How My Mind Has Changed

Donald G. Matzat
Thursday, June 7th 2007
Jan/Feb 2002

Almost thirty years ago, I got involved in the charismatic movement. And that involvement has continued to influence my thinking over the last decade. In 1971, I visited the prayer and praise gathering of a charismatic community in Grand Rapids, Michigan. I was impressed, to say the least. Why, I asked, would a mixture of 500 Bible-toting Catholics and Protestants gather on a very hot night in July in a non-air-conditioned gymnasium to pray, study the Bible, and praise God? They obviously had or knew something that was foreign to me and to those who attended the Lutheran parish I was serving 35 miles to the north.

After that night I began to study the New Testament, especially the Gospels, the book of Acts, and the Epistles. My study was joined to a fervent prayer for the Holy Spirit. I wanted to know if everything I witnessed in that hot gymnasium was scriptural.

Later that same week I returned to Grand Rapids and visited with the priest who headed up the Catholic community. I asked him to pray for me and ask Jesus to baptize me in the Holy Spirit. He laid hands on me as I knelt at his desk, but nothing immediately happened.

When I got up in the pulpit the next Sunday, the words just poured out of me with exuberance and excitement. Some of the people commented, "What happened to Pastor?" I continued to attend the Wednesday night prayer meeting in Grand Rapids, and within a couple of weeks began to speak in tongues, uttering a variety of what seemed to be nonsense syllables as a "prayer language."

Space would not allow me to describe for you everything that was to happen in the years that followed, but I taught the experience in my congregation with phenomenal results. The following year I attended the First International Lutheran Conference on the Holy Spirit in Minneapolis and discovered 15,000 Lutherans who claimed to have had the same experience. By 1974, I joined the leadership group of the Lutheran Charismatic Renewal. I traveled throughout the country speaking at conferences, putting on seminars, and being a guest speaker at Full Gospel Businessmen's gatherings. I developed a television teaching program called "Bread of Life." Out of that came a little magazine by the same name. It was "For and about Lutherans in renewal." At one point we had a mailing list in excess of 7,000. Of course, my charismatic involvement did not sit well with the powers-that-be within my Lutheran Church-Missouri Synod. Yet, I was dedicated to seeing renewal take place within my church.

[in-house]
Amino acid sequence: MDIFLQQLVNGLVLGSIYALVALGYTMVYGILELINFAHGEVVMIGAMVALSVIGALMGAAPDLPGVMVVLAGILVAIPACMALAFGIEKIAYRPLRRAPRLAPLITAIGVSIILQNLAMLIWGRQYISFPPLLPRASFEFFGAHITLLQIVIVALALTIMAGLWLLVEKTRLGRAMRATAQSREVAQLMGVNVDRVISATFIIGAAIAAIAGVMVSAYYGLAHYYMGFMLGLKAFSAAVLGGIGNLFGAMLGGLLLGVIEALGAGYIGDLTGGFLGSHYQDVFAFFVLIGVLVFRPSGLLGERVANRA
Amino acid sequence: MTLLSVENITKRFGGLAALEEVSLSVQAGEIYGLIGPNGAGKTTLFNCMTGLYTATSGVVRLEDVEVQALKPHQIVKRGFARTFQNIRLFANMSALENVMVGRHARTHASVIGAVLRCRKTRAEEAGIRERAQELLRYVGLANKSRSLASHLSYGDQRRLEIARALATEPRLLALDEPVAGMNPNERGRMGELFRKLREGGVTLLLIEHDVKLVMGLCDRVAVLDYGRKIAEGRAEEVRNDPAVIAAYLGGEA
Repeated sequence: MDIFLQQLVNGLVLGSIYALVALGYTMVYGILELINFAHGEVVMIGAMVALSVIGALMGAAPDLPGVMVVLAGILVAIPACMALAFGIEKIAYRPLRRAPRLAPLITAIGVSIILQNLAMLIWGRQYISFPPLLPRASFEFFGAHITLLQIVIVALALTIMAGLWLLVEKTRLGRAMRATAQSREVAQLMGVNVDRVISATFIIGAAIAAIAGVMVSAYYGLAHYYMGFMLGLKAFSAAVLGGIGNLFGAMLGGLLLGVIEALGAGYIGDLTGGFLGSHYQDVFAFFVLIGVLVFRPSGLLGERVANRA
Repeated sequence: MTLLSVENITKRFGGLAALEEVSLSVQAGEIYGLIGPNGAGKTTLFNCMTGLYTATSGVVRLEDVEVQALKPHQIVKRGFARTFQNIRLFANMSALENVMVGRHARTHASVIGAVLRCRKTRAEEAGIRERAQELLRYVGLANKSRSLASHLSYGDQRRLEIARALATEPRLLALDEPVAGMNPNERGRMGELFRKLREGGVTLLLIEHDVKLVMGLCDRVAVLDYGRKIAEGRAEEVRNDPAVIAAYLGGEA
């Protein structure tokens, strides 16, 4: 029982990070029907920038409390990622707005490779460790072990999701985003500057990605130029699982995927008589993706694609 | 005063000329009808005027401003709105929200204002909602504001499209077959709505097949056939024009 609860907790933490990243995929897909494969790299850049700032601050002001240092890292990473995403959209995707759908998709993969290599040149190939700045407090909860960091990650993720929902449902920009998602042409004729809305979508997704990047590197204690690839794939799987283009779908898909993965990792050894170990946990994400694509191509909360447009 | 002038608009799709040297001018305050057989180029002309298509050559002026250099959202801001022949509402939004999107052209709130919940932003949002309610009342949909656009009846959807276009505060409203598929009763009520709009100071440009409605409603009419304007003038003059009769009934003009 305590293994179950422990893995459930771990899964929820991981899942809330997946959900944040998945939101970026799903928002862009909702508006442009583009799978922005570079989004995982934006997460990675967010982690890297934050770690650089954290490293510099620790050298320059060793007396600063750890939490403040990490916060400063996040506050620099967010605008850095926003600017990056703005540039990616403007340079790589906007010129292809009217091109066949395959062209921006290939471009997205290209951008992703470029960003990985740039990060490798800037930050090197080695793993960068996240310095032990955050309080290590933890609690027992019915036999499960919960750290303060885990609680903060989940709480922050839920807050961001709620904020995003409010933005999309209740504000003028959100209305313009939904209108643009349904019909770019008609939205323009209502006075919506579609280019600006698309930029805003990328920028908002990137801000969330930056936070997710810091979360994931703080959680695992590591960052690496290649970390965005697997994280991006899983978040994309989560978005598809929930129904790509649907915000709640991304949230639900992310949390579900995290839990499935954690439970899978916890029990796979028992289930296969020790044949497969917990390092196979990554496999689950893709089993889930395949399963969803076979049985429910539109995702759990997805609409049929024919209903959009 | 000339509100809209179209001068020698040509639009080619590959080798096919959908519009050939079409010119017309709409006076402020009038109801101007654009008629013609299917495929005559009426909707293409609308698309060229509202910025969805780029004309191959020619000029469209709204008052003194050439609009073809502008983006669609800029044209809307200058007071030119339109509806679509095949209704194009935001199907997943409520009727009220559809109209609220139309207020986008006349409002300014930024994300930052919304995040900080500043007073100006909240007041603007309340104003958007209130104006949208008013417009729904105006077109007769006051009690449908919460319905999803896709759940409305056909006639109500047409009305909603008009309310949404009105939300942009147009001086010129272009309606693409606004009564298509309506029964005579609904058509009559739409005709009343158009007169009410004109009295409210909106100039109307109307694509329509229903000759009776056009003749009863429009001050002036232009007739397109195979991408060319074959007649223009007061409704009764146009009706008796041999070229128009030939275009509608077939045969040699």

Throughout the years of my involvement in the charismatic movement I did a great deal of reading and studying. I was very sensitive to the possibility of deception since I was in a movement where experience was foremost. I did not wish to be "fitted for a millstone." I had vowed never to teach anything that I could not base upon the Word of God. As far as I was concerned, the baptism in the Holy Spirit, speaking in tongues, and the other gifts of the Spirit were biblical.

Still, several questions haunted me. How do we know what we claim to know? What is the relationship between the objective knowledge gained from the study of Scripture and the inner experience of the Holy Spirit? I concluded, after much study of Luther, the Lutheran Confessions, the later reformers, and even Calvin's Institutes, that the Holy Spirit's work was to give believers knowledge of that which is already contained in the Word of God. In other words, the Holy Spirit opens our eyes to the gospel, reveals Jesus to us in all his fullness, and works faith in the heart. I coined the phrase, "the Holy Spirit is our teacher, but the Bible is his only textbook." Little did I know that this position would be at odds with many within the members of the Lutheran Charismatic Renewal.

I happened to discuss the issue of religious certainty with one of the Lutheran leaders of the charismatic movement. He directed me to the writings of Episcopal priest Morton Kelsey, a man who was one of the first interpreters of the charismatic experience. As clearly set forth in Dave Hunt's 1985 bombshell book, The Seduction of Christianity, Kelsey interpreted theology through the eyes of Dr. Carl Jung and made no distinction between occult experiences and the so-called gifts of the Holy Spirit. This was major deception.

About this same time I learned that one of my fellow Missouri Synod charismatic pastors, a man who is still a leader of the "renewal" within Missouri, had introduced "inner healing," or the "healing of memories" into his congregation. This was the Christo-therapy of the late Agnes Sanford and is a derivative of Jungian psychology. I took a trip to Chicago and met with this pastor, a dear friend, and pleaded with him and his elders not to teach so-called spiritual experiences that have absolutely no basis in the Word of God. They did not listen.